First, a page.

One company provided what was said to be an “environmentally safe” product. They claimed, if properly applied it would last multiple seasons. This was a water-based wonder of chemicals and “the answer to an age-old search.” Unfortunately it was the wrong answer. In less than 60 days the paint washed off of fiberglass and rusted off of steel even though all sealers and coatings recommended were applied properly. The product was a dismal (and expensive) failure.

As I began another “wonder” bottom paint test, I hesitantly prepared the bottom of a fiberglass boat with Interlux, Micron CSC and again coated exactly as suggested by the manufacturer. Although I felt a longer drying time was needed between coats, once the application was completed, the paint lasted four years on a fiberglass boat used in both salt and fresh water without re-coating. Another Interlux product far surpassed all others I had used on my steel hulled charter vessel the past twenty years. Interlux 2000-2001 is an excellent sealer when repairing fiberglass blisters and makes a great undercoat on both glass and steel.

During my years of testing, I encountered a new design for a small boat. It had multiple uses, you could sail it by simply making a few adjustments, convert it to a rowing shell or operate it as a motorboat. The testing this product provided hours of aching muscles from rowing and swimming (after being dumped overboard) when I attempted to sail it. The design was a dismal failure and soon left the market place.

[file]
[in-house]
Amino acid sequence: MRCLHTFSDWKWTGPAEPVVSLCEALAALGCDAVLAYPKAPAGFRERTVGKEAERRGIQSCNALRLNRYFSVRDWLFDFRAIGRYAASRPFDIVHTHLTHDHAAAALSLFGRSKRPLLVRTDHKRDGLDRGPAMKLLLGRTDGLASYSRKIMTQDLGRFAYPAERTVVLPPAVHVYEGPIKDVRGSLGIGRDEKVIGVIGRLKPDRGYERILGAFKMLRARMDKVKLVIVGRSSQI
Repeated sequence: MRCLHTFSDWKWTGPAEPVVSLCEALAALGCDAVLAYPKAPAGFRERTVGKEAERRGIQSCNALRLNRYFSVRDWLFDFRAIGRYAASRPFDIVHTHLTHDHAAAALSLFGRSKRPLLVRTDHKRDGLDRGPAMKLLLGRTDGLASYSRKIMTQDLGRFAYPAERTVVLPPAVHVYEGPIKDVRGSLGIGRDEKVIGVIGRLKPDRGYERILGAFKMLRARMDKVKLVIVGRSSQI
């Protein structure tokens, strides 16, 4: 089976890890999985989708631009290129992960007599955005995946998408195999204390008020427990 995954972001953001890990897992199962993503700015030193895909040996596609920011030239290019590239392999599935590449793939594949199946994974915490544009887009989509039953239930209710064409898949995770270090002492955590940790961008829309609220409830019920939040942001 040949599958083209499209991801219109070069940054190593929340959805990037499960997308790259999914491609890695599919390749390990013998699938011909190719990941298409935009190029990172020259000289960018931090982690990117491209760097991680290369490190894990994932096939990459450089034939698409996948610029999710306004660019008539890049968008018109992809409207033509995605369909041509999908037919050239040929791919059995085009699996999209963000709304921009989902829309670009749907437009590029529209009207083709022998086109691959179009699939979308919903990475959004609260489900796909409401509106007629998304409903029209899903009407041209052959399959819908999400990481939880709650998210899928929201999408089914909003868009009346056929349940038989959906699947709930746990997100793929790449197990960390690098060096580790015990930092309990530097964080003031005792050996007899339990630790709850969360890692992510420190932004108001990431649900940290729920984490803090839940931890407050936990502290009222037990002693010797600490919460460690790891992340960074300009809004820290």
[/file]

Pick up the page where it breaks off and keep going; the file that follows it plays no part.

As a safety advocate, I frequently test lifejackets (HB May issue). When new products such as the inflatable PFD’s were introduced, I tested them. It was a shock to me to learn a product name, well known as one of the best on the market, had released one of the most dangerous PFDs ever sold. Fortunately my testing, with the assistance of an expert team, and the cooperation of the PFD manufacturer, resulted in an immediate recall.

The most comfortable inflatable I tested was Sospenders now marketed by Stearns. All of the various inflatable PFD’s are expensive and require vigilant maintenance. I do not recommend them for the casual boater.

I would like to suggest when considering the purchase of a new product, be sure to keep any warranty claim paperwork. If possible, find someone that has tried the product and ask his or her opinion before making your purchase. A well known, highly advertised brand name is not always the best choice.